Where I thought I was gracefully leaning forward and cycling my feet under me to create the perfect mid-foot strike, I actually look like a knock-need flapper from the 30’s, doing a weird version of the Charleston. It is a rude awakening to the fact that you cannot analyse and successfully change your running, without outside assistance. What I imagined I was doing well was actually damaging and pointless. It’s important to use the internet for information rather than education, especially as so much of what you read is partial and slanted to either the opinions of the writer or ghosted commercial interests.

I need to start by making subtle adjustments to my original style, which by all accounts is not too bad. If I change to minimal shoes and take smaller strides, that alone will change the strike position. You hardly need to consciously change anything. This is a massive relief as I had been aching in just about every muscle attempting to force it. This is very typical of why further injuries occur. There is, as the best blogs essay, ‘no universal truth’, only the incremental move towards a better style that suits your individual biomechanical imprint.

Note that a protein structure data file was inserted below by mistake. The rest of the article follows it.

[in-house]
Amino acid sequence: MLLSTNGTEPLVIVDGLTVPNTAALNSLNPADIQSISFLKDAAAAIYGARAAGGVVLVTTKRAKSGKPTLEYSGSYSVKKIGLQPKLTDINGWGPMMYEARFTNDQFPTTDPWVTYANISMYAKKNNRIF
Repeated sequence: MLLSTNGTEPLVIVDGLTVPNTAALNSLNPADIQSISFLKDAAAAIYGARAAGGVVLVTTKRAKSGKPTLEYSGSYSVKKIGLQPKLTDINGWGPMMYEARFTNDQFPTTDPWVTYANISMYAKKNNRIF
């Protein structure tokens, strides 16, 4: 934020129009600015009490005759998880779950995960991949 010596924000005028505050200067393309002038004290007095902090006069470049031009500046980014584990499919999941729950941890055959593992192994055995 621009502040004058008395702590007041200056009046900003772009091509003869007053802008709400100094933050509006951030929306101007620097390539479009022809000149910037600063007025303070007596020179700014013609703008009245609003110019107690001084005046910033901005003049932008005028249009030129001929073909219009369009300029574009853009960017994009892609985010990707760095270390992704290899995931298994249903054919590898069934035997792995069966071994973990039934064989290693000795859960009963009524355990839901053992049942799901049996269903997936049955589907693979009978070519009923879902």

I ride along the canal to Stobhill Hospital to get an MRI scan. The new building is a surprise like a leftover film set from Lucas’s THX 1138. It is white, pristine and just not very north Glasgow. On hearing that I am going to be put inside the scanner I begin to get palpitations. For some reason I had imagined it was akin to an iron lung and you could not move your body an inch. The reality was infinitely grander but easily manageable. The machine was incredibly loud, like being in an out take for a Test Dept track . I tapped out rhythms on the panic button staring into the white light oblivion of the ceiling above.